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Linda LeTendre's Waging Peace
by Linda LeTendre

Waging Peace

A Daily Gazette community blog
Linda LeTendre fights for a peaceful world.

Dying for peace

Several blogs ago I promised to write more on Thomas Merton's prediction of the assassination of President Kennedy, and since the 45th anniversary of his murder just passed on November 22, this is about the best time to make good on that promise.

I read about the prediction in the book “JFK and the Unspeakable: Why he died and why it matters” by James W. Douglas (Orbis Books 2008). I read a review of the book while staying at Catholic Worker Dorothy Day House in Washington (I was on trial at the time for the Supreme Court action) in the June/July issue of “The Catholic Radical,” the newsletter of Little Flower Catholic Worker farm in Louisa, Va. After reading the review I couldn't wait to get my hands on a copy.

This is one astounding book. I know what you're thinking, “OMG! Please! Not another conspiracy book!” I can promise you that it is not like any other book about the subject that has been previously written.

Let me set the stage. Douglas is a noted theologian and longtime peace activist known for his intelligence, diligence and integrity. The reputation of his other books is that they are scholarly and well reasoned. He took 15 years to write this book and has 104 pages of meticulous notes (the operative word being “meticulous”). He had access to material that was only recently declassified – some of it mistakenly. He never makes a statement or claim that he cannot back up with some kind of documentation, be it a memo or an interview or some other backup piece of evidence.

After reading the book, I liken the solving of JFK's assassination to the building of a nuclear bomb by searching the Internet. The information is all there if you know where to look and how to put it together.

Douglas starts out with Kennedy turning from “Cold Warrior” to peace activist. With his presidency in the future, Kennedy wrote to a friend, “Things cannot be be forced from the top [sound familiar?]. The international relinquishing of sovereignty would have to spring from the people – it would have to be so strong that the elected delegates would be turned out of office if they failed to do it. ... War will exist until that day when the conscientious objector enjoys the same reputation and prestige as the warrior does today.”

Anyone with a similar attitude today would not be elected, in my humble opinion.

Douglas weaves in the Cold War Letters, a series of private correspondence written by Thomas Merton just before and while Kennedy was president to several private citizens that not only protested the physical destruction of war “... but against a suicidal moral evil and a total lack of ethics and rationality with which international policies tend to be conducted [and those were the good old days]."

Merton goes on to write to his friend, W.H. Ferry, “What is needed is really not shrewdness or craft, but what the politicians don't have: depth, humanity and a certain totality of self forgetfulness and compassion, not just for individuals but for man as a whole: a deeper kind of dedication. Maybe Kennedy will break through into that someday by miracle. But such people are before long marked out for assassination.”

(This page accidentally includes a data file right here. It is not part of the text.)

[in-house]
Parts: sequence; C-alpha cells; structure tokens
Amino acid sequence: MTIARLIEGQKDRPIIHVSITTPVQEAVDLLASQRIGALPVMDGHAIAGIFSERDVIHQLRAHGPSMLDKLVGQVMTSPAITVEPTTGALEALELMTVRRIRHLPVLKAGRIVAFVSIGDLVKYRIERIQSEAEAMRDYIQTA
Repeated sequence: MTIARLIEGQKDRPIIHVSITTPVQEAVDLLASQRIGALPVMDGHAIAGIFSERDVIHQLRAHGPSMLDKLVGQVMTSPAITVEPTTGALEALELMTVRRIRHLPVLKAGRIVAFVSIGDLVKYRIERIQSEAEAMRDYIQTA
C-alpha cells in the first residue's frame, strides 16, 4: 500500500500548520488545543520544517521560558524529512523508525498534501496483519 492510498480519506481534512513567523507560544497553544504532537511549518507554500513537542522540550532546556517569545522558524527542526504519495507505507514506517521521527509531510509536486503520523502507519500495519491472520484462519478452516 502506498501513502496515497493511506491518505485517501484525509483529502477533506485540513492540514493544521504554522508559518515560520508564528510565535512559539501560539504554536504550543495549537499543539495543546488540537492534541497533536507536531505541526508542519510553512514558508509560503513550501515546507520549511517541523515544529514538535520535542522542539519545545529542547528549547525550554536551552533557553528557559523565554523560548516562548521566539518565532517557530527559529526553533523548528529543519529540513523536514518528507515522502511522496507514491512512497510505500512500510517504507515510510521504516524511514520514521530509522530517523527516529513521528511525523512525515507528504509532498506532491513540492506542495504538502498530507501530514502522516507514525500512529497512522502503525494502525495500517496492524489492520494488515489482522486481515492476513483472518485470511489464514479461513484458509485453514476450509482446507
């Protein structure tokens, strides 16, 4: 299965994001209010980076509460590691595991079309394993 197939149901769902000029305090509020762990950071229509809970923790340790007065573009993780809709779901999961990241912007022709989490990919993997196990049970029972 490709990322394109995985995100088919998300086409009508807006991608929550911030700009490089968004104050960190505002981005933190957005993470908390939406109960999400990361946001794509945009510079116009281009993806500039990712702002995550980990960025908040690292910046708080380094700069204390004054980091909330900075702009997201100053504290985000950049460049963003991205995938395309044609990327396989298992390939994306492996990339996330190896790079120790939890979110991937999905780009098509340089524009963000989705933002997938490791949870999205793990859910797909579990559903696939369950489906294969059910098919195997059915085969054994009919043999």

Telling the story against the background of Merton's spiritual prophesies of our times is a large part of what makes this book so different from anything else that has been written on JFK's assassination – aside from the meticulous scholarship and factual detail. And I use the word prophesies in the Biblical sense; that is to be able to read the signs of the times and make sense of, or make known, what is really happening around us.

“The Unspeakable” is a term coined by Thomas Merton after the assassinations of JFK, RFK, Malcolm X and Dr. Martin Luther King Jr., the Vietnam war and the nuclear arms race. In these events he sensed an evil, the deceit and depth of which exceeds the capacity of words to describe.

Douglas tells the story (our story really) of Kennedy's assassination against the backdrop of his work with Khrushchev towards world peace through the Cuban Missile Crisis and the Nuclear Test Ban Treaty, Kennedy's plan to end our involvement in Vietnam (he had signed orders for a complete withdrawal of our troops before his murder that Johnson then rescinded) and just before his death, reaching out to Castro to try to work for a lasting world peace.

Kennedy and Khrushchev were appalled at the thought of millions upon millions of people dying and the unrepairable damage to the planet that a nuclear war would unleash. Gen. Lemnitzer, who was the head of Kennedy's Joint Chiefs of Staff in 1961, told Kennedy at a cabinet meeting that 30 million dead Americans as a result of a nuclear war would be acceptable. Kennedy walked out saying, “These people are crazy.”

I think that statement enunciates Kennedy's genteel upbringing. I'd argue for evil.

In the process of working towards peace, Kennedy alienated the CIA (especially the CIA), his Joint Chiefs of Staff, the National Security Agency and just about everybody else in his government, including the Secret Service. The running joke among those people whose job it was to protect the president was that if he was ever shot at they would get out of the way. They all saw him as a traitor, and that working for peace was to be soft on Communism (These days it is seen as soft on terrorism).

With some of the outright vicious comments (and on occasion actual objects) I've had hurled at me while witnessing for the Gospel of Peace, this is not hard to believe, even without the documentation Douglas provides. Peace is still considered by many to be the work of traitors and un-American.

While they may not have been as culpable as the actual assassins, the military industrial complex was thrilled to have Kennedy out of the way. The “Vietnam Song” by County Joe McDonald and the Fish pretty much sums it up: “Now come on wall street don't be slow, why man this's war a-go-go, there's plenty good money to be made, supplyin' the army with the tools of the trade, just hope and pray that when they drop the bomb, they drop it on the Vietcong”. See the documentary “Why We Fight” for a more detailed explanation.

The biggest impediment to peace that both Kennedy and Khrushchev had to face was opposition from their own governments. One of the most poignant parts of the book is when Sergy Khrushchev, Khrushchev's son, describes his father's reaction to Kennedy's murder, how he wept for hours and actively grieved for months for his lost peace partner, knowing he would neither have another partner nor another chance for world peace.